Genet, a former juvenile delinquent himself, acts as a translator for the children but also addresses them directly, celebrating the bruises, the vermin, the filth, the profanities, and the brutality of the correctional institutions that offend a public ignorant of its own crimes. In a particularly prescient passage, he writes of the bourgeoisie: “These nice, good people—whose names are now gilded in marble—applauded when they saw us handcuffed and shoved in the ribs by the cops.” Genet sees only poetic justice in the fact that the Nazis later subjected some of these same dignified souls to the kind of brutality experienced on a daily basis by the downtrodden.
Erpenbeck also writes about the downtrodden, specifically refugees, but in a cleaner register that is far more likely than Genet’s crude one to receive the seal of approval from a well-meaning readership of concerned and charitable global citizens. Her writing manifests a particular kind of white guilt, a specifically German one, which I find more serious and historically informed—and less performative—than the American counterpart can sometimes be. This guilt is palpable in her moving elegy to Bashir Zakaryau, a Nigerian refugee who died in Berlin after suffering not only the physical and psychological hell of his odyssey to Europe but also the administrative purgatory that prevented him from legally belonging anywhere before his death. She knew him intimately and witnessed his tribulations without being able to protect him from the ruthless indifference of that abstraction called the Bureaucratic State. Her keynote address “Blind Spots,” delivered in 2018 at the Puterbaugh Festival of International Literature and Culture at the University of Oklahoma, begins with a reflection on borders, and questions why some populations’ suffering is visible and others’ invisible. She asks:
Why do we still hear laments for the Germans who died attempting to flee over the wall but almost none for the countless refugees who have drowned in the Mediterranean in recent years, turning the sea into a giant grave? Why is it that the opening of the border in 1989 was something wonderful, but today voices cry out for new and stronger borders? What is the difference between these two groups of people who aspire to a new life, to this thing we call “freedom”? The answer is: nothing.
For the kind of person likely to be reading a Public Books review of newly translated works by Genet and Erpenbeck, the self-evidence of Erpenbeck’s claims is indisputable. Yes, privilege often makes suffering and tyranny invisible. Yes, this privilege triages the world into those who matter and those who don’t. Yes, this is wrong. Whether the reader will act on this knowledge is another matter, but the point is that Erpenbeck’s clean and healthy messaging—no germs, no sharp edges—is perfectly assimilable into a larger public discourse of safety, goodness, fairness, decency. She is on the right side of history—the side of history with clean hands.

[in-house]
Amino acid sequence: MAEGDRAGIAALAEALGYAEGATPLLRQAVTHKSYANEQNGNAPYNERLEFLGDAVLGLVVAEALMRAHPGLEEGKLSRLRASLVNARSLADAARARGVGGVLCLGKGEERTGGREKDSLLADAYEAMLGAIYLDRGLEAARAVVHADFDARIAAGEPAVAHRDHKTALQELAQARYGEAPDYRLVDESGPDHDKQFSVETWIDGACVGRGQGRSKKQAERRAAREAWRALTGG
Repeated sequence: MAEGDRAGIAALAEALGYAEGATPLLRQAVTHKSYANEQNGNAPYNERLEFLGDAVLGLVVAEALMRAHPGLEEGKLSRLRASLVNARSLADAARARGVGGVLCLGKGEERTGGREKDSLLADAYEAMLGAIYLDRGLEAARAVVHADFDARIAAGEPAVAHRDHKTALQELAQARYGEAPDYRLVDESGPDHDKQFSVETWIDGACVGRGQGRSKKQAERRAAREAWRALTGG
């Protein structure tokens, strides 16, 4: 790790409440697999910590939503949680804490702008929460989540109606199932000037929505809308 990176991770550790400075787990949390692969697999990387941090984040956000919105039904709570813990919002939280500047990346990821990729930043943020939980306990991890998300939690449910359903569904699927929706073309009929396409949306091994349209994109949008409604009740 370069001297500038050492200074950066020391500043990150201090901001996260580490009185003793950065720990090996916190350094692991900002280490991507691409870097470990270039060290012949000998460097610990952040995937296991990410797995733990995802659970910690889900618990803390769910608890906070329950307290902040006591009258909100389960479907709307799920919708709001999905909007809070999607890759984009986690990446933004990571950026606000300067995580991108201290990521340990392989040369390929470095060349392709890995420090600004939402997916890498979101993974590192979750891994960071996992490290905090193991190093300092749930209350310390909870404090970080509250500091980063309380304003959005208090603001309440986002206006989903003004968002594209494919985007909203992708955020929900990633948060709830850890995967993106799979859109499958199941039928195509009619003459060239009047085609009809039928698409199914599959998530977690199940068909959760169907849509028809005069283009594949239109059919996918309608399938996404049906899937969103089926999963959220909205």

Genet, on the contrary, is wholly indifferent as to which side of history he’ll land on. Spawned from the mud like Adam, he feels more at ease in the gutter than in the garden. While his homosexuality was, again, far more scandalous among his contemporaries than it is today, his graphic descriptions of sex acts were never really the true source of his texts’ grittiness. Rather, Genet’s power comes from his stylistic chaos and exuberance, his meticulous construction of sites of transgression, and the baroque carnival of heroic figures who track dirt across his pages: the child delinquent, the prostitute, the pedophile, the homeless man, the blind elderly Arab hurling obscenities and pretending to masturbate. These characters from the fringe live at the center of Genet’s universe. His friend Giacometti tells him of a tryst: “Giacometti had told me of his amorous adventures with an old homeless woman, charming and in rags, probably dirty, and when she was entertaining him, he could see growths studding her almost bald skull.” How does Genet reply? “You should’ve married her, and presented her as Mrs. Giacometti.” One wonders, with regards to the old adage that dirt is just matter displaced, whether dirt that’s found its place is still dirt.
This article was commissioned by Bécquer Seguín.
Correction: January 8, 2021
An earlier version of this article omitted from the text the names of the translators for the two books under discussion.
Featured-image photograph by Ricardo Soria / Unsplash